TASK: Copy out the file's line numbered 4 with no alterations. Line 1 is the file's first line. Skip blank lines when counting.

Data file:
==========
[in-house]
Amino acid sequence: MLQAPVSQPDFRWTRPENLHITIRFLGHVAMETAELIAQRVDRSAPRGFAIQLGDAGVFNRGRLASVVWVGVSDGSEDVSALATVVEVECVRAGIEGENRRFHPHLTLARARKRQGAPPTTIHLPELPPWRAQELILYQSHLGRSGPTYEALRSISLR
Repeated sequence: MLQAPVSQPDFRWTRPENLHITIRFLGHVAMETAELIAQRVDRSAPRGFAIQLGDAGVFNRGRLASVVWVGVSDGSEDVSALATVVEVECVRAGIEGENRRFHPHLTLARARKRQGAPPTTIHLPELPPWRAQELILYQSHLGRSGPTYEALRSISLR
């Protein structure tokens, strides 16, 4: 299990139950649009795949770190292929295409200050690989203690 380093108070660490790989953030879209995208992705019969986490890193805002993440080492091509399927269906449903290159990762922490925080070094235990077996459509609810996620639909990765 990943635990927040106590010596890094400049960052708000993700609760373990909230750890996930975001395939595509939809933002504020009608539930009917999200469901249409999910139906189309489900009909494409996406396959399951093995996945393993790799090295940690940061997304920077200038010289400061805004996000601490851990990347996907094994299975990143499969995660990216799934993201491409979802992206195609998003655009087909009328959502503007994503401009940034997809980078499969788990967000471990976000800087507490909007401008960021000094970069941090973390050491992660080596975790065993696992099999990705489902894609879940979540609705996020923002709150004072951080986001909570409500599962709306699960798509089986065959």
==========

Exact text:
């Protein structure tokens, strides 16, 4: 299990139950649009795949770190292929295409200050690989203690 380093108070660490790989953030879209995208992705019969986490890193805002993440080492091509399927269906449903290159990762922490925080070094235990077996459509609810996620639909990765 990943635990927040106590010596890094400049960052708000993700609760373990909230750890996930975001395939595509939809933002504020009608539930009917999200469901249409999910139906189309489900009909494409996406396959399951093995996945393993790799090295940690940061997304920077200038010289400061805004996000601490851990990347996907094994299975990143499969995660990216799934993201491409979802992206195609998003655009087909009328959502503007994503401009940034997809980078499969788990967000471990976000800087507490909007401008960021000094970069941090973390050491992660080596975790065993696992099999990705489902894609879940979540609705996020923002709150004072951080986001909570409500599962709306699960798509089986065959």